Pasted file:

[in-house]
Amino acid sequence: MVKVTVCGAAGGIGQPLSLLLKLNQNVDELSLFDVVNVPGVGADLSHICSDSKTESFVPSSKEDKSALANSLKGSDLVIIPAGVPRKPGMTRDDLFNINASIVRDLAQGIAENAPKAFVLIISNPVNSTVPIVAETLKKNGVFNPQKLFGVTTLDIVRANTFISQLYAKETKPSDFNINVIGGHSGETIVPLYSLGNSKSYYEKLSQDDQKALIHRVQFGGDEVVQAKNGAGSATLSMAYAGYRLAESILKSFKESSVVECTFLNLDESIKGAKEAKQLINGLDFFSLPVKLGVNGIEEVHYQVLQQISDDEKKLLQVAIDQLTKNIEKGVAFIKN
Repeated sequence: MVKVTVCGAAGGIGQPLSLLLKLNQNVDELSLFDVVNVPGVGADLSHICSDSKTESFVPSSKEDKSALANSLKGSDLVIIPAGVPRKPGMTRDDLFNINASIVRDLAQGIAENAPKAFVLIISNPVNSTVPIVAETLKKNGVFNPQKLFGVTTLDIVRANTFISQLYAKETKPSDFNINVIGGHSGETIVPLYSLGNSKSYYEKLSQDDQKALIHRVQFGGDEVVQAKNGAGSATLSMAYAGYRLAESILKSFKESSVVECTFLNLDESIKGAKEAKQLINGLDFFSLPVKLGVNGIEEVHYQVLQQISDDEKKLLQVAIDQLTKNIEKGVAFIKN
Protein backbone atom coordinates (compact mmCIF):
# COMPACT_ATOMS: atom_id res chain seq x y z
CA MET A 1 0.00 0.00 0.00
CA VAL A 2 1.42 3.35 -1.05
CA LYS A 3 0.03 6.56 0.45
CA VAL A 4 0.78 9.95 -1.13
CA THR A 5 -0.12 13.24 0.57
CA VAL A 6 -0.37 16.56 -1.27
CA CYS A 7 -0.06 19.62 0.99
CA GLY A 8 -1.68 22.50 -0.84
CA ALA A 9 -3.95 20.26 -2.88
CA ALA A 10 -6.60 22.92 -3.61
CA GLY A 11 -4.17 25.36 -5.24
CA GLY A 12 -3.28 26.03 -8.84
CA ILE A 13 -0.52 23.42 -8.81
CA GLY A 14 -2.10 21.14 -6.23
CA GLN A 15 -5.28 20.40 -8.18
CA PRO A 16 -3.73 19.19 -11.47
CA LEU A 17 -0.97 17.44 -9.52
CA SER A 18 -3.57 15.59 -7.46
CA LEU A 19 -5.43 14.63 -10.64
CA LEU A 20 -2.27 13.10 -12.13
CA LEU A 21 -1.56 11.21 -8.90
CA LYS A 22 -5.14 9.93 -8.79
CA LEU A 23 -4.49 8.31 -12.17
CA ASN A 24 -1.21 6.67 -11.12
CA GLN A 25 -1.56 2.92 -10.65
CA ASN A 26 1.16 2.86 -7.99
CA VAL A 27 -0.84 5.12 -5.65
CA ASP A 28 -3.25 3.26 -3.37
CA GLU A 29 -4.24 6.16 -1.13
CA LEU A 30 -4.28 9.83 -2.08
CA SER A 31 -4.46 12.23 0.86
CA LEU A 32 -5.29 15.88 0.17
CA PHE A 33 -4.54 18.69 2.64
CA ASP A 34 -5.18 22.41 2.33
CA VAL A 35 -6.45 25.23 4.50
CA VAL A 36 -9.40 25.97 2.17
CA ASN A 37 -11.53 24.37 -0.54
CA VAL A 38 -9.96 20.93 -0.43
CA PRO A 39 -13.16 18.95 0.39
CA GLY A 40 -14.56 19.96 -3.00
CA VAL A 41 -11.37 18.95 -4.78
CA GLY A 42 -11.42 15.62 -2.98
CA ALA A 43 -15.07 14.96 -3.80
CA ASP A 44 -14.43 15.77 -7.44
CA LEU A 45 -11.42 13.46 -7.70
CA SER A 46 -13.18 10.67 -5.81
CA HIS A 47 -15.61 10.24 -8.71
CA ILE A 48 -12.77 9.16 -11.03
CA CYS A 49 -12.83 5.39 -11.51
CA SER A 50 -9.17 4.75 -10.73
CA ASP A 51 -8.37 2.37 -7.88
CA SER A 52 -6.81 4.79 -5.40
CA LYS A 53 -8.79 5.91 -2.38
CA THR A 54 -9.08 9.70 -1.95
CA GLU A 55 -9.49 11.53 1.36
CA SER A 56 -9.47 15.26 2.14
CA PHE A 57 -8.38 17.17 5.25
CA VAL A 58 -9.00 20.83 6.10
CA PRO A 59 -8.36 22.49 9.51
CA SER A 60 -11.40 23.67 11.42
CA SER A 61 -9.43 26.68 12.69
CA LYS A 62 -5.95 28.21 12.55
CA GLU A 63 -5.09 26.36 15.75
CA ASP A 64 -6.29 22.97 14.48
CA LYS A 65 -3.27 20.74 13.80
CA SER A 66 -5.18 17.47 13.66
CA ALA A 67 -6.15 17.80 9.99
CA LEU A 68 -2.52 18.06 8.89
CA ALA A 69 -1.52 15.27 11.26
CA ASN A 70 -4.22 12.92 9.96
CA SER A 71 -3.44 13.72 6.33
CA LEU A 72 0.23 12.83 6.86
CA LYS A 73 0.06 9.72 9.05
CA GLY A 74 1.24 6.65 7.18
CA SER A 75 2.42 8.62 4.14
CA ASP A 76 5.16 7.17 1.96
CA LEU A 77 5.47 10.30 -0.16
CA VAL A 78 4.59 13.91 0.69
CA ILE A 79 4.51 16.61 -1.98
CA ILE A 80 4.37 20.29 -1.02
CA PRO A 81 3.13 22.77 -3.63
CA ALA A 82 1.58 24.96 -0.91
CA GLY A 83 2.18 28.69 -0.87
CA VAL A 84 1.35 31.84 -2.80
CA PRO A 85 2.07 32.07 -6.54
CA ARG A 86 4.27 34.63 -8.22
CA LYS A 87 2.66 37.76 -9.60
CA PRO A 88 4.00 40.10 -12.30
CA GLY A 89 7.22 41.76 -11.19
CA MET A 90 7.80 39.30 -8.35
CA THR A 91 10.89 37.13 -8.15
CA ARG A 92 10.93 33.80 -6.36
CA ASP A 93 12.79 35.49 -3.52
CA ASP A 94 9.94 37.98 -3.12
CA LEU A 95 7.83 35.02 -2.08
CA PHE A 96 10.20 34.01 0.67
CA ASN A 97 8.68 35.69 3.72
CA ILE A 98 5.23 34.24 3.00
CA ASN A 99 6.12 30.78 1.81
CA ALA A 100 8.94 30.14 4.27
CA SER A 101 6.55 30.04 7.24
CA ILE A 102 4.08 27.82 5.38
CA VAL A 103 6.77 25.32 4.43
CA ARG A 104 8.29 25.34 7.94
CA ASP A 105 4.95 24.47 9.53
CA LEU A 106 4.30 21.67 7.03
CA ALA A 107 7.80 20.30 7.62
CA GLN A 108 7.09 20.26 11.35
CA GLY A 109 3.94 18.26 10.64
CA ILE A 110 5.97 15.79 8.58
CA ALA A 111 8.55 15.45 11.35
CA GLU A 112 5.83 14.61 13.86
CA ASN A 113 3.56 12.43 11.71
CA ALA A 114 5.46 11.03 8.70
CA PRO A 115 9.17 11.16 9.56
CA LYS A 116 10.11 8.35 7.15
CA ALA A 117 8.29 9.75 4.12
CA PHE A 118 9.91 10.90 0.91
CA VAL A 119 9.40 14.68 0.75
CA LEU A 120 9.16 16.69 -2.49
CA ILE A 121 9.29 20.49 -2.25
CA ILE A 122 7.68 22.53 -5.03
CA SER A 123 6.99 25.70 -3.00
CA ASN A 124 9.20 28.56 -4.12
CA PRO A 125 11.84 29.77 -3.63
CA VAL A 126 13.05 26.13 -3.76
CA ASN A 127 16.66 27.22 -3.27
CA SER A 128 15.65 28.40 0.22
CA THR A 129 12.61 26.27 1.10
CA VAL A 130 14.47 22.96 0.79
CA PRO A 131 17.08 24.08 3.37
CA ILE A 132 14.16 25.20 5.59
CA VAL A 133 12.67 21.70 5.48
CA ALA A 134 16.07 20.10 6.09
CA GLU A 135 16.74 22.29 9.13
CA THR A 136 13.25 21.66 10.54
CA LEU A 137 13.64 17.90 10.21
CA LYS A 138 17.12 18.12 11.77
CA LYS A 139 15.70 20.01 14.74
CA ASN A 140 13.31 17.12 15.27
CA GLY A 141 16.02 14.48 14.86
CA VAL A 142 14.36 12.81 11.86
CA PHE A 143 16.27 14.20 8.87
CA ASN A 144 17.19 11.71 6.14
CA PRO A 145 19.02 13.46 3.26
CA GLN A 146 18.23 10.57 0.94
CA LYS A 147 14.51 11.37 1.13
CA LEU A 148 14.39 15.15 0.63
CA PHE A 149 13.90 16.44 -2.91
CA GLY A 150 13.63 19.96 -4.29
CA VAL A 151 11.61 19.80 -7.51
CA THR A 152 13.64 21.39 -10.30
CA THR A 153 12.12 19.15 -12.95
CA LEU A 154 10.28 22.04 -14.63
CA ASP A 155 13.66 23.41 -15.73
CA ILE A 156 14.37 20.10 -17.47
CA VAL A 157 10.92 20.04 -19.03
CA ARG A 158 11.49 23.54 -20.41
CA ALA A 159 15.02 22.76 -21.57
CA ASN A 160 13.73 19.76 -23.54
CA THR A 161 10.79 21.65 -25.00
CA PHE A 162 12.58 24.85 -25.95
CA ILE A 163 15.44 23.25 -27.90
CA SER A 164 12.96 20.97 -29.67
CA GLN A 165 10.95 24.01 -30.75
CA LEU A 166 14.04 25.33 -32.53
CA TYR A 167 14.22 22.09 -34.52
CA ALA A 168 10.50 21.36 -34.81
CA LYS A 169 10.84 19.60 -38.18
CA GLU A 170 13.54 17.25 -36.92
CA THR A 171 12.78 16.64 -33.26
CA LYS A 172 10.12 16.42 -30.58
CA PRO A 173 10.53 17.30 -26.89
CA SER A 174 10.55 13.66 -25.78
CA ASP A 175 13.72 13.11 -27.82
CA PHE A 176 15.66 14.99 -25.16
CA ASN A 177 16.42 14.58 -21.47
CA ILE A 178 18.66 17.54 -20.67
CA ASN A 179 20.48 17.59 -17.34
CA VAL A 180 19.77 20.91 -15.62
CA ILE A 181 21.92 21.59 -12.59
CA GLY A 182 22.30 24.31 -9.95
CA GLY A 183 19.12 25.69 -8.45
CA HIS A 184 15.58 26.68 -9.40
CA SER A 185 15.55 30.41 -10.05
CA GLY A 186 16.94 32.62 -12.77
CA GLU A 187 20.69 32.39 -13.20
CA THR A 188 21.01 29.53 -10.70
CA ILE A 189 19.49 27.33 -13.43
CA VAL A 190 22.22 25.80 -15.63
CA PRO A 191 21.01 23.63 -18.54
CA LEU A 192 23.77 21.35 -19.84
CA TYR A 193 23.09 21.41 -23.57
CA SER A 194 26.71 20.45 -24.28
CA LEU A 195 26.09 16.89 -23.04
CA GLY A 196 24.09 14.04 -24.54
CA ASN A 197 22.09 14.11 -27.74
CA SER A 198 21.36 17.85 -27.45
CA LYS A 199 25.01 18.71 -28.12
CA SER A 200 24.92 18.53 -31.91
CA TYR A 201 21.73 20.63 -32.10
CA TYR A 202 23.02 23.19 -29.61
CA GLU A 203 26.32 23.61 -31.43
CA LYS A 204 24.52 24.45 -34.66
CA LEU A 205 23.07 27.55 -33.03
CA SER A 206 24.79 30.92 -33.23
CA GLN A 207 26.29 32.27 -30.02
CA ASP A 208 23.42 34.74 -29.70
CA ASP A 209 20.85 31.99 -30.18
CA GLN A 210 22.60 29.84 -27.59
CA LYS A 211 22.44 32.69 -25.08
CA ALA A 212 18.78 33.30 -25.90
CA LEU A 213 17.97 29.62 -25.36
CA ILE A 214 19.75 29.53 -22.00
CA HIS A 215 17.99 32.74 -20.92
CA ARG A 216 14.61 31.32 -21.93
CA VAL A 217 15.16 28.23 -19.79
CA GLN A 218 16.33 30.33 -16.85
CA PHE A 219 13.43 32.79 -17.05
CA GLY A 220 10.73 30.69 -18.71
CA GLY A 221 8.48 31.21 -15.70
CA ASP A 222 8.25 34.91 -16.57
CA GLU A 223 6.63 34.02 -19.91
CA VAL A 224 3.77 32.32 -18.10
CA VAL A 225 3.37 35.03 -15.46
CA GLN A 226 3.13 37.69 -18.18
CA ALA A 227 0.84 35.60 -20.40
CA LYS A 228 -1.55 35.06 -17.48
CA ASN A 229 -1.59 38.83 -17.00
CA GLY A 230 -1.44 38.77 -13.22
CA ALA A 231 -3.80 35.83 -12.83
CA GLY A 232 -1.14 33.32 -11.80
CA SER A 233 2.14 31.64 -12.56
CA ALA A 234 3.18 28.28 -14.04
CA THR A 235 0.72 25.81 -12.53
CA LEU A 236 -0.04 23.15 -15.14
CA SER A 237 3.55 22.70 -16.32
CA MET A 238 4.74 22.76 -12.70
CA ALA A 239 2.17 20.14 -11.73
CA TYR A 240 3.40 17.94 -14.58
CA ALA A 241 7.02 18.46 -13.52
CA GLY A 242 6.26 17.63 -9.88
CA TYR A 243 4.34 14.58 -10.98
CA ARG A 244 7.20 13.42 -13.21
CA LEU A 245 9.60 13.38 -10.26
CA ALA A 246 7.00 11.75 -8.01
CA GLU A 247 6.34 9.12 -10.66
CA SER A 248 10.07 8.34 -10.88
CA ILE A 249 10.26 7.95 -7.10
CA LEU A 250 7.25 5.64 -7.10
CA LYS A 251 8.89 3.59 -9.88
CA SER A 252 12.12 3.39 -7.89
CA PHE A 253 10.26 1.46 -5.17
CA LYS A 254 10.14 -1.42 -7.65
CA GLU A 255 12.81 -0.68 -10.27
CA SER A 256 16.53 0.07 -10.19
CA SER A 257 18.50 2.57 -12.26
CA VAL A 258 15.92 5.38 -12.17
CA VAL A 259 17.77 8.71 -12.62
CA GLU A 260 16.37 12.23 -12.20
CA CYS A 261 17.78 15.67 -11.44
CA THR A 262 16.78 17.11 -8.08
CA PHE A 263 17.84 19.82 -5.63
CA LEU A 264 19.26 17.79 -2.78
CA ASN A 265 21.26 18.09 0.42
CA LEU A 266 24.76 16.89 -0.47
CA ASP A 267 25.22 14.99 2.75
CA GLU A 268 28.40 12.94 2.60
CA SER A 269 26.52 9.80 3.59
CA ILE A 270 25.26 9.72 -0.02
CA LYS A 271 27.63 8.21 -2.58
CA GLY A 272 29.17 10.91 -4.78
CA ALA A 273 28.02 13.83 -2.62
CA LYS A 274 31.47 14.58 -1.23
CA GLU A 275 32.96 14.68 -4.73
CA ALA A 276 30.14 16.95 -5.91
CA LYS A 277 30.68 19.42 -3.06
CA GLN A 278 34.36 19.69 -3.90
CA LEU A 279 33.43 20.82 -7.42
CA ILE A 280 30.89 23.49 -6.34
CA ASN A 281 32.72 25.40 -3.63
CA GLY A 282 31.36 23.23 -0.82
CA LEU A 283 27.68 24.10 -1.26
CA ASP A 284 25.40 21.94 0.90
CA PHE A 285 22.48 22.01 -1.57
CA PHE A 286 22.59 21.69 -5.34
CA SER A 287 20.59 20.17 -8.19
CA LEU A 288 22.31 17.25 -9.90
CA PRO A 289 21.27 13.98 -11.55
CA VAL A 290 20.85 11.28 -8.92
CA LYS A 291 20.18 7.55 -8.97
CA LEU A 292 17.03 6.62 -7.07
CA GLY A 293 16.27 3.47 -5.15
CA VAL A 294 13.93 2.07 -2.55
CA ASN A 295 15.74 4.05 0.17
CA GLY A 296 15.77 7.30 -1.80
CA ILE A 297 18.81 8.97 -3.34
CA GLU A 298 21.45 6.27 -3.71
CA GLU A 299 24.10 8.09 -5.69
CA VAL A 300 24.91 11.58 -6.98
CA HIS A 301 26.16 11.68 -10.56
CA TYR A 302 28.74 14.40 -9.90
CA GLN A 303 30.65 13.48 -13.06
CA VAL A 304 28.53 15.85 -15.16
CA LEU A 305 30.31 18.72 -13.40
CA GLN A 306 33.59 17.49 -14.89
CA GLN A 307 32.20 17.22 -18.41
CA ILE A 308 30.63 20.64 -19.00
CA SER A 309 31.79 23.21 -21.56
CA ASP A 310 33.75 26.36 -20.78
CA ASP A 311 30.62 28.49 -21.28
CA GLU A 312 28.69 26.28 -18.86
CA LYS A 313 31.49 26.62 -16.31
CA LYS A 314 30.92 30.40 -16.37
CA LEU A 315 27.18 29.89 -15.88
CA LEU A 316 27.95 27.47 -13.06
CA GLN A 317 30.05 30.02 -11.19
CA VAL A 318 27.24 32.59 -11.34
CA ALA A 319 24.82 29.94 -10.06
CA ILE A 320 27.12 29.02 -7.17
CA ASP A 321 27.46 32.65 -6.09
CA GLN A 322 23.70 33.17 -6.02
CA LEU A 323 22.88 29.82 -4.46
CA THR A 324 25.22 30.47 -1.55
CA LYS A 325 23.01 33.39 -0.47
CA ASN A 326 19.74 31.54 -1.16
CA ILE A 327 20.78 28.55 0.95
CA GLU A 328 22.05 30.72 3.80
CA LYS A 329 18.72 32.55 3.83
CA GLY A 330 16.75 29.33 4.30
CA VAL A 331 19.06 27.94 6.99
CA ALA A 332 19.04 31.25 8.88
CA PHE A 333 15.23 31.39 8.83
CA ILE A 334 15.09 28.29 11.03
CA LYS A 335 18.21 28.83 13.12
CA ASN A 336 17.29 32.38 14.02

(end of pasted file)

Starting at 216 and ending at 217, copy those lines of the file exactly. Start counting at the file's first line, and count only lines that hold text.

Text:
CA LYS A 211 22.44 32.69 -25.08
CA ALA A 212 18.78 33.30 -25.90